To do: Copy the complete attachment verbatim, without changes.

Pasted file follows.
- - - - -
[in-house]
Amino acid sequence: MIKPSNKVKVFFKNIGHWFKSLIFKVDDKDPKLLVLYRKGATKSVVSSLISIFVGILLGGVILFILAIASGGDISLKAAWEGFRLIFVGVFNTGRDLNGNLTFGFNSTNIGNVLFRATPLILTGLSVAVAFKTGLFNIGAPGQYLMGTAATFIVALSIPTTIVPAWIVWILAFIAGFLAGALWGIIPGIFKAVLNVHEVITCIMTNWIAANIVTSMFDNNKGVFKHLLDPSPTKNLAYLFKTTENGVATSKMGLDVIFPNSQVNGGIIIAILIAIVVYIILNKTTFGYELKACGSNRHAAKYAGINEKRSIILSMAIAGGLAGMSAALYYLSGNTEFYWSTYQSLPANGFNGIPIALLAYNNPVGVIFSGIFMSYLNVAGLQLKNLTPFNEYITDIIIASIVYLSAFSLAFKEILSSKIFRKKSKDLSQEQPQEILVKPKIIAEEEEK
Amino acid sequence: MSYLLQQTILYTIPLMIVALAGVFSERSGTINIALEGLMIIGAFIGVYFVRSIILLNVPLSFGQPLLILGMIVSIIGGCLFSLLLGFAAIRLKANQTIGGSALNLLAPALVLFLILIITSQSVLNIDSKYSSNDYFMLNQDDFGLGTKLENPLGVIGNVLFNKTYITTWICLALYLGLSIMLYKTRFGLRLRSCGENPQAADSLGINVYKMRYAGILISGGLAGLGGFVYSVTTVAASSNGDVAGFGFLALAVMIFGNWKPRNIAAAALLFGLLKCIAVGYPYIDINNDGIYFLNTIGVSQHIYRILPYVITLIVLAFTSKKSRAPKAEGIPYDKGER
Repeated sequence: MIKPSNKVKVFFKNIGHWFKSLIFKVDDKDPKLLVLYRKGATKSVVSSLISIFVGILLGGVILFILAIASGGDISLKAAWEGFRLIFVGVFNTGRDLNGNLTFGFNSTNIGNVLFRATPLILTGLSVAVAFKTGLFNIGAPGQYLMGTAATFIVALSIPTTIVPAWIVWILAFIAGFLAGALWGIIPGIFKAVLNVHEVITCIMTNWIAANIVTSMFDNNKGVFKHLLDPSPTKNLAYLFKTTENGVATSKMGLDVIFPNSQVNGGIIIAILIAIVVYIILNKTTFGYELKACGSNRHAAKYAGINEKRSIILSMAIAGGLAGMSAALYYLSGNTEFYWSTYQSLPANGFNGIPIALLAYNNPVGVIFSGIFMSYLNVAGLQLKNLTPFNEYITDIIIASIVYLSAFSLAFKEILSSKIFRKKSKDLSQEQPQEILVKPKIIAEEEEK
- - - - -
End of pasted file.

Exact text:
[in-house]
Amino acid sequence: MIKPSNKVKVFFKNIGHWFKSLIFKVDDKDPKLLVLYRKGATKSVVSSLISIFVGILLGGVILFILAIASGGDISLKAAWEGFRLIFVGVFNTGRDLNGNLTFGFNSTNIGNVLFRATPLILTGLSVAVAFKTGLFNIGAPGQYLMGTAATFIVALSIPTTIVPAWIVWILAFIAGFLAGALWGIIPGIFKAVLNVHEVITCIMTNWIAANIVTSMFDNNKGVFKHLLDPSPTKNLAYLFKTTENGVATSKMGLDVIFPNSQVNGGIIIAILIAIVVYIILNKTTFGYELKACGSNRHAAKYAGINEKRSIILSMAIAGGLAGMSAALYYLSGNTEFYWSTYQSLPANGFNGIPIALLAYNNPVGVIFSGIFMSYLNVAGLQLKNLTPFNEYITDIIIASIVYLSAFSLAFKEILSSKIFRKKSKDLSQEQPQEILVKPKIIAEEEEK
Amino acid sequence: MSYLLQQTILYTIPLMIVALAGVFSERSGTINIALEGLMIIGAFIGVYFVRSIILLNVPLSFGQPLLILGMIVSIIGGCLFSLLLGFAAIRLKANQTIGGSALNLLAPALVLFLILIITSQSVLNIDSKYSSNDYFMLNQDDFGLGTKLENPLGVIGNVLFNKTYITTWICLALYLGLSIMLYKTRFGLRLRSCGENPQAADSLGINVYKMRYAGILISGGLAGLGGFVYSVTTVAASSNGDVAGFGFLALAVMIFGNWKPRNIAAAALLFGLLKCIAVGYPYIDINNDGIYFLNTIGVSQHIYRILPYVITLIVLAFTSKKSRAPKAEGIPYDKGER
Repeated sequence: MIKPSNKVKVFFKNIGHWFKSLIFKVDDKDPKLLVLYRKGATKSVVSSLISIFVGILLGGVILFILAIASGGDISLKAAWEGFRLIFVGVFNTGRDLNGNLTFGFNSTNIGNVLFRATPLILTGLSVAVAFKTGLFNIGAPGQYLMGTAATFIVALSIPTTIVPAWIVWILAFIAGFLAGALWGIIPGIFKAVLNVHEVITCIMTNWIAANIVTSMFDNNKGVFKHLLDPSPTKNLAYLFKTTENGVATSKMGLDVIFPNSQVNGGIIIAILIAIVVYIILNKTTFGYELKACGSNRHAAKYAGINEKRSIILSMAIAGGLAGMSAALYYLSGNTEFYWSTYQSLPANGFNGIPIALLAYNNPVGVIFSGIFMSYLNVAGLQLKNLTPFNEYITDIIIASIVYLSAFSLAFKEILSSKIFRKKSKDLSQEQPQEILVKPKIIAEEEEK